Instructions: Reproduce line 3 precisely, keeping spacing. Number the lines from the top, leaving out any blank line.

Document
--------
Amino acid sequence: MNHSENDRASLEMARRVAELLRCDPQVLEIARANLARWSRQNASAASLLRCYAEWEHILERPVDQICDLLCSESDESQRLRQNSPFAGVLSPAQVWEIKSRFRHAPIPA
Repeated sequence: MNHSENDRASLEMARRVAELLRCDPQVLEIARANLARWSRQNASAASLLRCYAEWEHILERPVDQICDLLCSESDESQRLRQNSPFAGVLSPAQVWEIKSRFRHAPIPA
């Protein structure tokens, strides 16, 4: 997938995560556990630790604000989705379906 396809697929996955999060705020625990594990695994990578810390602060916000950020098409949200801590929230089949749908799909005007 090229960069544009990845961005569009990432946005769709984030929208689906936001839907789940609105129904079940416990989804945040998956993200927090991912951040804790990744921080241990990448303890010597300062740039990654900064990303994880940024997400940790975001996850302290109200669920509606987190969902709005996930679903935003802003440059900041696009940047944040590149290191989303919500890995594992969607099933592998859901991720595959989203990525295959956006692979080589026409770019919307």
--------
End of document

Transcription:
């Protein structure tokens, strides 16, 4: 997938995560556990630790604000989705379906 396809697929996955999060705020625990594990695994990578810390602060916000950020098409949200801590929230089949749908799909005007 090229960069544009990845961005569009990432946005769709984030929208689906936001839907789940609105129904079940416990989804945040998956993200927090991912951040804790990744921080241990990448303890010597300062740039990654900064990303994880940024997400940790975001996850302290109200669920509606987190969902709005996930679903935003802003440059900041696009940047944040590149290191989303919500890995594992969607099933592998859901991720595959989203990525295959956006692979080589026409770019919307």